William Vincent Campbell Jr. (August 31, 1940 – April 18, 2016) was an American businessman and chairman of the board of trustees of Columbia University and chairman of the board of Intuit. He was VP of Marketing and board director for Apple Inc. and CEO for Claris, Intuit, and GO Corporation.
Bill Campbell called “The Coach” as he was coach to some of the brightest minds in silicon valley such as Larry Page, Sergey Brin, Eric Schmidt, Jonathan Rosenberg and Sundar Pichai at Google, Susan Wojcicki at YouTube, Steve Jobs at Apple, Brad D. Smith at Intuit, Jeff Bezos at Amazon, John Donahoe at eBay, Marissa Mayer at Yahoo, Jack Dorsey and Dick Costolo at Twitter, and Sheryl Sandberg at Facebook.
Bill Campbell went from college football coach to senior executive at a Fortune 500 company in less than five years. He was a superb business executive. And he did it through practicing: operational excellence, putting people first, being decisive, communicating well, knowing how to get the most out of even the most challenging people, focusing on product excellence, and treating people well when they are let go.
THE CHAMPION FROM HOMESTEAD
Bill Campbell didn’t even get to California until his early forties, and he had started his business career only a few years before that. In fact, this Silicon Valley success story packed a few lifetimes’ worth of accomplishments into his seventy-five-year span. He grew up pugnacious and smart in the western Pennsylvania steel town of Homestead, where his father taught physical education in the local high school and moonlighted at the mill.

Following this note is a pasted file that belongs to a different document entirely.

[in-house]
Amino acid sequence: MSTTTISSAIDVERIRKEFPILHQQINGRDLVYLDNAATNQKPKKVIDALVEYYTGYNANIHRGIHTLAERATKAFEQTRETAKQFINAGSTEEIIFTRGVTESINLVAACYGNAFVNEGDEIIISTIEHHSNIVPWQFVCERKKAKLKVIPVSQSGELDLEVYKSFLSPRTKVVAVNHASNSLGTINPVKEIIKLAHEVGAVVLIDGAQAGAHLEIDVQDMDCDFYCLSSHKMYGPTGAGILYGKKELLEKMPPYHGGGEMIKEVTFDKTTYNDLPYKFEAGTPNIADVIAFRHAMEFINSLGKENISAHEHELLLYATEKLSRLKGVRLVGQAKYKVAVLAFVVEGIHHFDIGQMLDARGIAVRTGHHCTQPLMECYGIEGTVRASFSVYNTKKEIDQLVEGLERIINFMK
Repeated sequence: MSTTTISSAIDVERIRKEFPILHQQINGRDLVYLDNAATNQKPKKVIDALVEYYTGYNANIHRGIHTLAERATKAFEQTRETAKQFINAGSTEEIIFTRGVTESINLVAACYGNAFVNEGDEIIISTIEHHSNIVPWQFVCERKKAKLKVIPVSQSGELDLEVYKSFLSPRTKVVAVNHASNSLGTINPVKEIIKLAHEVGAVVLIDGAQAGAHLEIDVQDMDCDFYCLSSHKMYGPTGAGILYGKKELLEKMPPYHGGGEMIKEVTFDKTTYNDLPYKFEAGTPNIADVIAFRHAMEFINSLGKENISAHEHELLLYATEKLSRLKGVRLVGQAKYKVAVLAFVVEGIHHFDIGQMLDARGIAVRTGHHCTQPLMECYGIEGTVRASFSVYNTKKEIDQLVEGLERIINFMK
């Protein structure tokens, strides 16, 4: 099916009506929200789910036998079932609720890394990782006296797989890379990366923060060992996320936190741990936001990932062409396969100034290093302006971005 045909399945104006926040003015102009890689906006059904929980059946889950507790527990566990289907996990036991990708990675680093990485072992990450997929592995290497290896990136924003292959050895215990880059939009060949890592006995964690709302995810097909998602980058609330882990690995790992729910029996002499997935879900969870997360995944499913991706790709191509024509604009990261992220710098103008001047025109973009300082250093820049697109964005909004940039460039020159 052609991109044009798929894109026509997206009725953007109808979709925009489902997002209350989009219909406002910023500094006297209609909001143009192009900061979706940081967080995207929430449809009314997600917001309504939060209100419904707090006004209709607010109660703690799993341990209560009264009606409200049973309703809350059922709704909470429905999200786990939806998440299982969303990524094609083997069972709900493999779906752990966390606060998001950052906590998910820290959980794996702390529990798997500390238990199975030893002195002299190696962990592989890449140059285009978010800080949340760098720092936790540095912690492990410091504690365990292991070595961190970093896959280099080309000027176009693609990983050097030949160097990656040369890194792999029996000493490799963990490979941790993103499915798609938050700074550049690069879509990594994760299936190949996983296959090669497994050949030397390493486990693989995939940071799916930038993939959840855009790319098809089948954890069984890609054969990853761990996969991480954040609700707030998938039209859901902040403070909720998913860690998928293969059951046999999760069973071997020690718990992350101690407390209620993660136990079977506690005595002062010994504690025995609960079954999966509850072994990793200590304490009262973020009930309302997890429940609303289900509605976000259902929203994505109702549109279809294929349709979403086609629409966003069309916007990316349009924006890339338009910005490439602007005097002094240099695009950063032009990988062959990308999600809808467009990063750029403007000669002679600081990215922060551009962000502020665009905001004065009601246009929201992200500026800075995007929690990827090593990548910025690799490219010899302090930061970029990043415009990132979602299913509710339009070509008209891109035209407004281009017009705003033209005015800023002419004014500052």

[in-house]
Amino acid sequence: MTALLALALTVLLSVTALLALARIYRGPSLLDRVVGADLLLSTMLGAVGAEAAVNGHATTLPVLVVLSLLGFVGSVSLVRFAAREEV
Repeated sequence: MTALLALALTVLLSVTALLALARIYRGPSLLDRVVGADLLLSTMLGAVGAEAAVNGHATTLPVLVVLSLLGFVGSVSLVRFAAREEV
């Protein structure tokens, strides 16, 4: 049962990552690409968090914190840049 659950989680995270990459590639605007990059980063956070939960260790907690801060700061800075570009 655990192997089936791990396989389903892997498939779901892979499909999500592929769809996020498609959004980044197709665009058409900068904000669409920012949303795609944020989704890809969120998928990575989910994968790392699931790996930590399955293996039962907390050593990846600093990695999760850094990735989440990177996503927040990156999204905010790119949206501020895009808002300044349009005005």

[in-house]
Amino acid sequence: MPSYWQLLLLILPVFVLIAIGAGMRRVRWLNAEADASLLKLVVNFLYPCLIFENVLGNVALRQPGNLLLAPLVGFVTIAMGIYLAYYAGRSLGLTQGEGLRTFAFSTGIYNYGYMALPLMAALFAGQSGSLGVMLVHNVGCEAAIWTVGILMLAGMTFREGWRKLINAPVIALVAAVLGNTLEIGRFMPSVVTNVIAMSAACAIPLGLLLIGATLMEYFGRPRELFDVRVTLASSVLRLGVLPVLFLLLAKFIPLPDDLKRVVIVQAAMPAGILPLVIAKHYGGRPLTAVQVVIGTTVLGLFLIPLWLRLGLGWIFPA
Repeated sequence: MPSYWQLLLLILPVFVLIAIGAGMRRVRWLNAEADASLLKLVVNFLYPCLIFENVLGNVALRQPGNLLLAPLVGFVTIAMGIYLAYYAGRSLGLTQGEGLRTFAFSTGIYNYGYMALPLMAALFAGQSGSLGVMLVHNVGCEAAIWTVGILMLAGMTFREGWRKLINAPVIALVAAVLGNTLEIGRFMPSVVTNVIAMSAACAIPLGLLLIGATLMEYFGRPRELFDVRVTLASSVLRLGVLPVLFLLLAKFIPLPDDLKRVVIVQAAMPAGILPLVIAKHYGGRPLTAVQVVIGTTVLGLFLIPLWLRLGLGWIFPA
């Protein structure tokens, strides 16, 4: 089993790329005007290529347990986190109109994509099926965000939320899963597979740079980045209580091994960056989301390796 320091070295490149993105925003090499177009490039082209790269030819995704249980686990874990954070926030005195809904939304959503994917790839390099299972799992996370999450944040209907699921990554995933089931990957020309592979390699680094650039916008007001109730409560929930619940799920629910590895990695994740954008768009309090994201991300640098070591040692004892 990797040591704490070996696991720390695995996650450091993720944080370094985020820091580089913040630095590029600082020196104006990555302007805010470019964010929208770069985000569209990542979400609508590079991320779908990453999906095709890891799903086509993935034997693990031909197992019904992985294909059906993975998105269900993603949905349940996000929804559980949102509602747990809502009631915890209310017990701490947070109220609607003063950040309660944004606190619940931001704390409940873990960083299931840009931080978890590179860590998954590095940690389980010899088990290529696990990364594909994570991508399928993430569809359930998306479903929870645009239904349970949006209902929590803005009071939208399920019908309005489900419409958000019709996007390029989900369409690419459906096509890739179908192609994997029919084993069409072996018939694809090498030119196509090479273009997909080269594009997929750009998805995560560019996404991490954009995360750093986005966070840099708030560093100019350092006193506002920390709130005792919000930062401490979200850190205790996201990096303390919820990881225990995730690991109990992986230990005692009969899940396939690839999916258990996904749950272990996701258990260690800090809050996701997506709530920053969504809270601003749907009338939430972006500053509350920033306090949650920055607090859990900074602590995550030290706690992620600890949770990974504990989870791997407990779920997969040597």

Bill was a good student and worked hard. Astute too: he wrote an April 1955 op-ed in his school newspaper that reminded his fellow students “there is nothing more important to you in later life” than good grades. “Loafing in school may prevent one’s chances of success.” He was a freshman at the time.
A football star at Homestead High, Bill left home in the fall of 1958 to attend Columbia University in Manhattan. He was an unlikely-looking football hero even in that era when football players were far more human-sized than they are today: maybe five ten, 165 pounds (although listed in the program at 180). But he quickly earned the respect of coaches and teammates alike with his all-out play and on-field intelligence. By his senior year, the fall of 1961,
He graduated from Columbia in 1962 with a degree in economics, received a master’s degree in education in 1964, and migrated north to become an assistant football coach at Boston College. Bill was an outstanding coach and quickly became highly respected among his peers. So when his alma mater, Columbia, asked him to return as its head coach in 1974, he agreed. Although Columbia’s football program was woeful, Bill’s loyalty guided him back to Manhattan.
- Despite his abundant coaching talent, Bill did not win in his return to Columbia. Hampered by crummy facilities that were at least a thirty-minute bus ride from campus in afternoon traffic, an administration that was perhaps not fully committed to gridiron success, and a city in general decline, the Lions won only twelve games during his tenure, losing forty-one.